"We don't need the Denver Post," says Colorado Pols' Jason Bane
"If that were true, it would mean you'd have a better chance of getting hit by lightning than getting a link-through to the Denver Post," he maintains. "We had close to 700,000 page views in April, and they're saying five or six people clicked on one of their links? That just doesn't make sense. We don't have the numbers, because we don't track outgoing links; the software to do that is really expensive. But the average banner ad click-through rate is, I think, something like 2 to 3 percent. A link isn't a banner ad, but no traffic at all just isn't plausible."
A screen-shot of the Denver Post on Thursday afternoon.
Whatever the case, Beall says the letter had the desired effect, with Colorado Pols ceasing to use big chunks of articles from the papers he represents. He thought the matter was closed until yesterday, when the site published the item linked above in what he suspects was "some kind of fit of anger."
Bane sees this last statement as ridiculous: "To say we did this in a fit of anger: Look, we didn't send the letter, we didn't call the attorney. They're the ones who are overreacting."
Why the gap between the late May arrival of the letter and the July 7 item? Among other things, Bane says it took the Pols crew a while to find an attorney, Holland & Hart's Ian O'Neill, who'd represent them pro bono. O'Neill recommended that Colorado Pols stop using the Post or any of the other newspapers as they worked toward developing a strategy -- a decision that led to an unexpected discovery.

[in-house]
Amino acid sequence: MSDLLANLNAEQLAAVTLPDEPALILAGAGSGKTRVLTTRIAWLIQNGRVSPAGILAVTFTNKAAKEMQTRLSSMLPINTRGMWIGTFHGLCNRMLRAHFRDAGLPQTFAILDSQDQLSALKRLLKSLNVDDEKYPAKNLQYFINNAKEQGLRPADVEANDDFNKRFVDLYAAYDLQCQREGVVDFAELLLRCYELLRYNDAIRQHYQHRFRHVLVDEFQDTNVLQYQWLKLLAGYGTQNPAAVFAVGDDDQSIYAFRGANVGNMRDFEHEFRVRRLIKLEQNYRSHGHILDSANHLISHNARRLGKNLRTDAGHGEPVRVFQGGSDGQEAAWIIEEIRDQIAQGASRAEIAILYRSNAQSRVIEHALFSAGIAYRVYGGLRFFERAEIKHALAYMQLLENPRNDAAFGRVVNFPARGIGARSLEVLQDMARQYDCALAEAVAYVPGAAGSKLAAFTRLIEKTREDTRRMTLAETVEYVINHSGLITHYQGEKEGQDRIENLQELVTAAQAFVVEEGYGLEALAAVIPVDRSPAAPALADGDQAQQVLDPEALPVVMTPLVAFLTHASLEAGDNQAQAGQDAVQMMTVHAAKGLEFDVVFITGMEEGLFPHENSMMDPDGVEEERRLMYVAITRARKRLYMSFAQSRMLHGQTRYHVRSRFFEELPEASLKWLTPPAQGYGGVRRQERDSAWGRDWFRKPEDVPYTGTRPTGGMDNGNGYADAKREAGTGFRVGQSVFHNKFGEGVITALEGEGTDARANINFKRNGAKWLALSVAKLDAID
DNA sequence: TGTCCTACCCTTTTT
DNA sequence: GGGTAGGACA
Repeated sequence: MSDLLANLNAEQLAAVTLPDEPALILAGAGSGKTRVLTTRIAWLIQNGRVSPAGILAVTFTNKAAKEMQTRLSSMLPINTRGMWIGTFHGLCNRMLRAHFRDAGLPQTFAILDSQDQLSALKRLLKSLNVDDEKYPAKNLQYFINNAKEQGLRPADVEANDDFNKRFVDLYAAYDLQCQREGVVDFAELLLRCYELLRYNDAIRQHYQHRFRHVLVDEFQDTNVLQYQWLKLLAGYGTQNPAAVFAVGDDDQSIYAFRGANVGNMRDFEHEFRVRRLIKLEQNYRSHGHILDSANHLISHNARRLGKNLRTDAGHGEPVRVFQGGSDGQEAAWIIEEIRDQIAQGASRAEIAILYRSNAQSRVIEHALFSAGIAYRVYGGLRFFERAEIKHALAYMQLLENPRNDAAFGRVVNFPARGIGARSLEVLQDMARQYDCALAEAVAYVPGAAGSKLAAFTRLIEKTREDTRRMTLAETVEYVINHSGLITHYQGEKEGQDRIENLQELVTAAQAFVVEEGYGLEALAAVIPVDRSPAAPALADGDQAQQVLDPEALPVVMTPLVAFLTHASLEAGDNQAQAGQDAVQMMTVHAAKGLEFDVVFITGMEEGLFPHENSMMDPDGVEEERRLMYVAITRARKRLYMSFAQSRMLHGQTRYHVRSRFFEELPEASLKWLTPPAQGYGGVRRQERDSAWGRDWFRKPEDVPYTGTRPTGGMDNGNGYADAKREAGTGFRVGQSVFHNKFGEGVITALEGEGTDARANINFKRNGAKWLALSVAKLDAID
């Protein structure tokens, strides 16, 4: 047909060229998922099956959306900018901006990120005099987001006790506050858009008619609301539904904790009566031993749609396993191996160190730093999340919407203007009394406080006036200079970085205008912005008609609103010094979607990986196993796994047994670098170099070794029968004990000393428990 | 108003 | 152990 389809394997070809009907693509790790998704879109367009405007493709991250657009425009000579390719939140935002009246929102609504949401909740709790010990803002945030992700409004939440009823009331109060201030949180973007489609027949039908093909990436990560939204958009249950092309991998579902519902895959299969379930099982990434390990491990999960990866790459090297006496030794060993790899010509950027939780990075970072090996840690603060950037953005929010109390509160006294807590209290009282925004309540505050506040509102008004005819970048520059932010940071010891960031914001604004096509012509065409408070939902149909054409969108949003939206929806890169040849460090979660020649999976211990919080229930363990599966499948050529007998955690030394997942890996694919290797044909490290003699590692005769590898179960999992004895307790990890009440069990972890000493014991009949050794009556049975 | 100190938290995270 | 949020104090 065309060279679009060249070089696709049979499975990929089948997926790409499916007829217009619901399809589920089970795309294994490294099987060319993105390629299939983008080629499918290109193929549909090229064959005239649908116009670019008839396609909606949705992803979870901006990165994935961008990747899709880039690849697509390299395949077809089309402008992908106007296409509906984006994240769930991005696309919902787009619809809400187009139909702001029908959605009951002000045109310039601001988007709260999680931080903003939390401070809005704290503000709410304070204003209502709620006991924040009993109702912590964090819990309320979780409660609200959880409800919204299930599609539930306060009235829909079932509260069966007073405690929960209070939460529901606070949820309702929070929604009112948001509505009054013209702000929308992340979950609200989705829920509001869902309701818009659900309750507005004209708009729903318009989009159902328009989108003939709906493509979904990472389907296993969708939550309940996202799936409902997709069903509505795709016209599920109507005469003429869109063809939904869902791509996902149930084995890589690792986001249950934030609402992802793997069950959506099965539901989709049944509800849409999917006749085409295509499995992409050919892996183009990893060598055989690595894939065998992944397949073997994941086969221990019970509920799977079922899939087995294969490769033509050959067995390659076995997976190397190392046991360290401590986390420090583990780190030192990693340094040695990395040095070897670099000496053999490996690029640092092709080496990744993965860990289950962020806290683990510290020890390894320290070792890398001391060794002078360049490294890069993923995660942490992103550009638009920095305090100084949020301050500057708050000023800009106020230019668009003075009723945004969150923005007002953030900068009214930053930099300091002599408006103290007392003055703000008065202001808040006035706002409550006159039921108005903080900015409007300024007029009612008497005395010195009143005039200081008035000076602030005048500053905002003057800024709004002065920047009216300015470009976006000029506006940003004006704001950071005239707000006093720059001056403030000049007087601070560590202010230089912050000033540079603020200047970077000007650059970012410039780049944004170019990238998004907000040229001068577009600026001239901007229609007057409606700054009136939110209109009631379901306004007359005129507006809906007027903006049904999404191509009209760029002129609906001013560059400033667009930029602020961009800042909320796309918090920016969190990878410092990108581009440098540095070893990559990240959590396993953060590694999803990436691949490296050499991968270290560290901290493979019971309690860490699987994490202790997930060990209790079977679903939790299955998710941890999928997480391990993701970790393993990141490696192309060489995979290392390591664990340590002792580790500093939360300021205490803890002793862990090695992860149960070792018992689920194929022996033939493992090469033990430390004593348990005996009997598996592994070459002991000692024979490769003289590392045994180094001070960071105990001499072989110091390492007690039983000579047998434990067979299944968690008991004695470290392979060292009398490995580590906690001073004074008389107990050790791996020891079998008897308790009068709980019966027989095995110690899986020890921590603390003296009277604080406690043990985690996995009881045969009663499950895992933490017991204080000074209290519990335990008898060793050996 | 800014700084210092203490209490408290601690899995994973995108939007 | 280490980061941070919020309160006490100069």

"We haven't linked to the Post in six weeks and nobody even noticed," he says. "Nobody mentioned it online. And that bears out what we're saying. It's not like the Denver Post is the only news outlet reporting that Dan Maes beat Scott McInnis at the state assembly. It's not secret information."
In Bane's view, traditional newspapers "have two ways to go. They can do what the Post is doing, or they can embrace the idea of the Internet, and understand the 'inter' part of that word by connecting to other sites."
Problem is, "a lot of older organizations don't understand that it's not just about direct traffic. The number of organizations linking through is one way Google understands a site is relevant. That's something the majority of news organizations understand. But I guess the Post is the exception.
"The Denver Post and these other outlets think they're so valuable that websites like Colorado Pols have to link to them, have to use their content. But there are so many outlets out there, and so many people out there discussing the same things. Which isn't to say they don't provide value. But it doesn't mean anything to the future of Colorado Pols to not use their content."
With that in mind, Bane sees the letter less as an attempt to address a legitimate issue as "a realization of their irrelevance."